Beyond recognizing the causes and consequences of climate change, the tribunal laid out several obligations for UNCLOS member states. The court stressed that wealthier nations must shoulder a bigger portion of the burden of cutting greenhouse gas emissions, opening the door for further discussions about what constitutes a fair share. Developing states, the 21-judge panel wrote, must also be supported with funding and technical assistance.

Shobha Maharaj, the science director of the Hawai‘i-based reforestation company Terraformation and the lead chapter author of a recent IPCC report, gave evidence on behalf of COSIS during the proceedings. Maharaj hopes the court’s decision will bear tangible results. A good start, she says, would be to see small island states get better access to the data from the most advanced climate models, which are run by wealthy nations.

“Some of the most vulnerable places and peoples in the world do not have the right data to make projections, which are needed to inform their adaptation and resilience planning,” says Maharaj. “It’s almost like flying blind.”

To determine the responsibilities of UNCLOS member states, the court considered the consequences of climate change on human populations and the natural world. Member states, the tribunal said, must protect and preserve rare or fragile ecosystems, as well as the habitats of depleted, threatened, and endangered species, from climate change and ocean acidification.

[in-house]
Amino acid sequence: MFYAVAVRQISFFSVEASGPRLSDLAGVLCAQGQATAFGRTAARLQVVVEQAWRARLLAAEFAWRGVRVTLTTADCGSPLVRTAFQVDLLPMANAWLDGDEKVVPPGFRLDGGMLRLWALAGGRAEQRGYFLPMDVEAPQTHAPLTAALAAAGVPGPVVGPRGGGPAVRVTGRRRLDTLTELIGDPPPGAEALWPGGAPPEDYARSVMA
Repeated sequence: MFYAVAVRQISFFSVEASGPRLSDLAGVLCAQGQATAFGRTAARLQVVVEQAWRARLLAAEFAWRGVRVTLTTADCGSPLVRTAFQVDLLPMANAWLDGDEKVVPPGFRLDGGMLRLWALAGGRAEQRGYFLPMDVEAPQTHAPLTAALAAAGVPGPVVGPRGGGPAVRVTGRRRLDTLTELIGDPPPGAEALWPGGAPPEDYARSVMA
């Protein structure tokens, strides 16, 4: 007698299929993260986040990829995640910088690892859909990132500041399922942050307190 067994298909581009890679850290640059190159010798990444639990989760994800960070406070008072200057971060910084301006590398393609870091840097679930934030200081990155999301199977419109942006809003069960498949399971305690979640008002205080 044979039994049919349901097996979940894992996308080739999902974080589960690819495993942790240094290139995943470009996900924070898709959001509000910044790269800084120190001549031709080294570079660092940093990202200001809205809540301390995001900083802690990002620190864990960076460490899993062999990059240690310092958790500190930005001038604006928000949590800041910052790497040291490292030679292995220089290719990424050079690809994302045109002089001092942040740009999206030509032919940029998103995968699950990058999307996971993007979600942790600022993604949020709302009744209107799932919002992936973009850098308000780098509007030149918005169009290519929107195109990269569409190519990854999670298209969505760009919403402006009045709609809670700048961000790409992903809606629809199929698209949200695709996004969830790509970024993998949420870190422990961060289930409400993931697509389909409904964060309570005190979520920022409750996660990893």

The tribunal’s advisory opinion is not legally binding, but Reisch expects it will be referenced in future climate change–related lawsuits. ITLOS’s decision is also expected to encourage states to submit more ambitious national emission pledges during the next round of climate talks in Azerbaijan in November 2024, says Isabela Keuschnigg, a legal officer at Opportunity Green, a UK-based NGO that submitted evidence to the tribunal.

Although ITLOS is the first international court to render an opinion on the duty member states have to address climate change, two other prominent courts—the Inter-American Court of Human Rights and the International Court of Justice—are weighing similar cases. ITLOS’s approach, says Reisch, “sends a very strong signal to [these] two courts about the starting point in terms of being guided by science and helping to define what the law requires.”

Maharaj, who has since contributed expert scientific input to the other two international courts, says giving evidence to the tribunal was “one of the most gratifying experiences” in her professional life.

“I’ve been looking for hope for some time,” Maharaj says. The court’s decision gives her hope that “science plus law can actually be used as a catalyst to move things forward a bit faster.”

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Cite this Article: Isabella Kaminski “We Must Take “All Necessary Measures” to Control Greenhouse Gases, Says International Tribunal,” Hakai Magazine, Jun 26, 2024, accessed July 12th, 2024, https://hakaimagazine.com/news/the-international-tribunal-for-the-law-of-the-sea-says-we-must-take-all-necessary-measures-to-control-greenhouse-gases/.